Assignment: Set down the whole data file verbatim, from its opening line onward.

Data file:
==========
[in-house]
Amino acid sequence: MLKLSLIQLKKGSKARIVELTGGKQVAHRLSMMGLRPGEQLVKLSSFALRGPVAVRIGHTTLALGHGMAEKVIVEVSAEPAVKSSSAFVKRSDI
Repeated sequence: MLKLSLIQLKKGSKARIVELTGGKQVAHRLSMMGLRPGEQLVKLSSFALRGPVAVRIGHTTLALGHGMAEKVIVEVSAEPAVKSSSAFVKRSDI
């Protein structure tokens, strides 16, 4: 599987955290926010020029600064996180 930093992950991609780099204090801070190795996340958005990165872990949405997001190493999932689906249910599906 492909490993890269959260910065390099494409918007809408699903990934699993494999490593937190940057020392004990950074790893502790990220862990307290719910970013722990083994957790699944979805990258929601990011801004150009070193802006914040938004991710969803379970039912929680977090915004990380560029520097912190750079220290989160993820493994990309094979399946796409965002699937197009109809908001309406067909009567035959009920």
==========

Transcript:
[in-house]
Amino acid sequence: MLKLSLIQLKKGSKARIVELTGGKQVAHRLSMMGLRPGEQLVKLSSFALRGPVAVRIGHTTLALGHGMAEKVIVEVSAEPAVKSSSAFVKRSDI
Repeated sequence: MLKLSLIQLKKGSKARIVELTGGKQVAHRLSMMGLRPGEQLVKLSSFALRGPVAVRIGHTTLALGHGMAEKVIVEVSAEPAVKSSSAFVKRSDI
């Protein structure tokens, strides 16, 4: 599987955290926010020029600064996180 930093992950991609780099204090801070190795996340958005990165872990949405997001190493999932689906249910599906 492909490993890269959260910065390099494409918007809408699903990934699993494999490593937190940057020392004990950074790893502790990220862990307290719910970013722990083994957790699944979805990258929601990011801004150009070193802006914040938004991710969803379970039912929680977090915004990380560029520097912190750079220290989160993820493994990309094979399946796409965002699937197009109809908001309406067909009567035959009920």